If any ballet deserves to be described as a classic of the genre (first performed in 1841), even more so than Swan Lake, it is Giselle (London Coliseum). The ghost filled tragedy of a young peasant girl enamoured by dance who falls for a disguised nobleman, Albrecht, he betrays her, is made up of two starkly contrasting acts that take you on an enchanting journey culminating in an unbearably sad denouement.
Created by Mary Skeaping in 1971, it is easy to see why the English National Ballet still have it as part of their repertoire. Framed by David Walker’s autumnal Rhineland picture postcard frame – ‘a pleasant valley in Germany’ – the storytelling unfolds like turning the pages of a traditional children’s book, beautiful illustrations brought to life by delightful dance. It highlights the point that dancing is what gladdens her heart but also the thing that makes her such a delicate and fragile being.
The breathtaking second act, in which we are introduced to the Wilis, the ghosts of unmarried women who died after being betrayed by their lovers and take revenge in the night by dancing men to death by exhaustion, is a spellbinding sequence of ballerinas filling the stage with phenomenal speed, skill and elegance, the tale now transformed into a supernatural vision. It is precisely these sequences that make this a ballet for all comers, especially those new to the experience. David Mohr’s exceptional lighting, recreated from Charles Bristow’s original, adds greatly to the atmosphere.
Katja Khaniukova is Giselle, an excellent technician, beautifully light landings, combined with a very expressive characterisation that draws you in to her love for life and that tortuous moment of betrayal. However, it is Aitor Arieta’s nobleman who excites the audience with moments of dance magic, a mesmerising performance that is an intoxicating blend of athleticism and attractive persona making it easy to see how the poor girl is drawn into his deceit. Though if push comes to shove it is the company set piece dances of the second act that I could watch again and again. Also, unlike any other time I have watched Giselle, I was very aware of Adolphe Adam’s lush music, played beautifully by the English National Ballet Philharmonic. Dance as pleasure and death, quite a story and a thrilling experience in this gorgeous venue.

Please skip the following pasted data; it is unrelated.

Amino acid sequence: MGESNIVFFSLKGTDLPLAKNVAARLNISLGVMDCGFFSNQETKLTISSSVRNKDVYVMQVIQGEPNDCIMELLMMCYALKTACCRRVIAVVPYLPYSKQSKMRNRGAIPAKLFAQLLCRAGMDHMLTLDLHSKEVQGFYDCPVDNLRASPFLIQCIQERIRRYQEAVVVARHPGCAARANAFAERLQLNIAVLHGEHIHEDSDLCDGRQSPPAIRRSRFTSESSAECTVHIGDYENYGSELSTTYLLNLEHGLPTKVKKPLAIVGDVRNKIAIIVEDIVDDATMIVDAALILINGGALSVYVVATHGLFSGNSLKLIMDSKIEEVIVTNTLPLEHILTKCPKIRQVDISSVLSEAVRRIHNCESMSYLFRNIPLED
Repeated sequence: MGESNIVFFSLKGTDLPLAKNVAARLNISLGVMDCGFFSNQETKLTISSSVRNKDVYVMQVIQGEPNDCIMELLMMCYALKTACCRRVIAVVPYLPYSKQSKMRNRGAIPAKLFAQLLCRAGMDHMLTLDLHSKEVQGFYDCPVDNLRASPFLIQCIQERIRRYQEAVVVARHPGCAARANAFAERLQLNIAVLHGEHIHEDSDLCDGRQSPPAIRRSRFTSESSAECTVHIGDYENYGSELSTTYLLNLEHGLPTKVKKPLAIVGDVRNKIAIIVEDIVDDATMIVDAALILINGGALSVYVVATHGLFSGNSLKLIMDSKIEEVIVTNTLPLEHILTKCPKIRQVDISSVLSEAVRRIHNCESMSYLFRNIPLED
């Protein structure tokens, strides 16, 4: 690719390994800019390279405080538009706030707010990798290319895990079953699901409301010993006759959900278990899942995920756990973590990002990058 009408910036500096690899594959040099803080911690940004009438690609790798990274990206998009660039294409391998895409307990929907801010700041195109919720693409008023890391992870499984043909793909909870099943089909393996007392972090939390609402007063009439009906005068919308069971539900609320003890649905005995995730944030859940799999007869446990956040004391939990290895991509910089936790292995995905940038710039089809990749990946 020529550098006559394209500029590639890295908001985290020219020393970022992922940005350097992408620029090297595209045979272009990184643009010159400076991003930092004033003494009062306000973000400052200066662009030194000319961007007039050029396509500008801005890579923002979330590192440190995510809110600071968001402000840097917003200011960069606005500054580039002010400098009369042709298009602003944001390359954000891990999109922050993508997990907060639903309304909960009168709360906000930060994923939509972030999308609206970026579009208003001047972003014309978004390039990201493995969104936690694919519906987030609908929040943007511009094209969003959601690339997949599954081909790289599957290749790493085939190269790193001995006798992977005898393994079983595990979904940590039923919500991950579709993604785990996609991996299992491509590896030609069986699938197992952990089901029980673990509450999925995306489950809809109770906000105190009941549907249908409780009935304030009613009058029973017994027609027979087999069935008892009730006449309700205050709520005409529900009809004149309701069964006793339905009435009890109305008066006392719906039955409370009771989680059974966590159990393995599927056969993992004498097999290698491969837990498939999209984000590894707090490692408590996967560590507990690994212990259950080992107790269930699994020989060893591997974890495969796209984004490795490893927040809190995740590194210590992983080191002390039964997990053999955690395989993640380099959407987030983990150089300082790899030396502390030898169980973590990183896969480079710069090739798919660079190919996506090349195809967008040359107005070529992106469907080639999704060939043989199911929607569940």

In Guildford meanwhile, the Yvonne Arnaud’s 2024 season got off to a thrilling start with Agatha Christie’s classic murder mystery And Then There Were None, the best-selling crime novel of all time. Ten strangers are lured to a solitary mansion off the coast of Devon. When a storm cuts them off from the mainland, the true reason for their presence on the island becomes horribly clear. The mysterious host is a capricious individual and all is not what it seems. Before you can say “whodunnit” one by one they begin to die – the clue is in the title. Deftly directed by Lucy Bailey the tension builds throughout with each character displaying emotional turmoil and a dark cum odd background which supposedly provide clues to their ultimate demise. The plot, in typical Christie style, is sometimes chaotic and peppered with wit and laugh out loud moments as they begin to lose the plot fearful of what may happen. Mike Britton’s set design is evocative of the grandeur of 1920’s Britain, the art deco style giving the play a backdrop that lends itself perfectly to the mayhem and murder.
The snappy cast are spiffingly good, gelling extremely well with sharp interplay picking out all the key moments to maximum effect. The audience reaction was extremely positive, fully deserved as this is excellent entertainment.

Giselle – www.ballet.org.uk
And Then There Were None – www.yvonne-arnaud.co.uk

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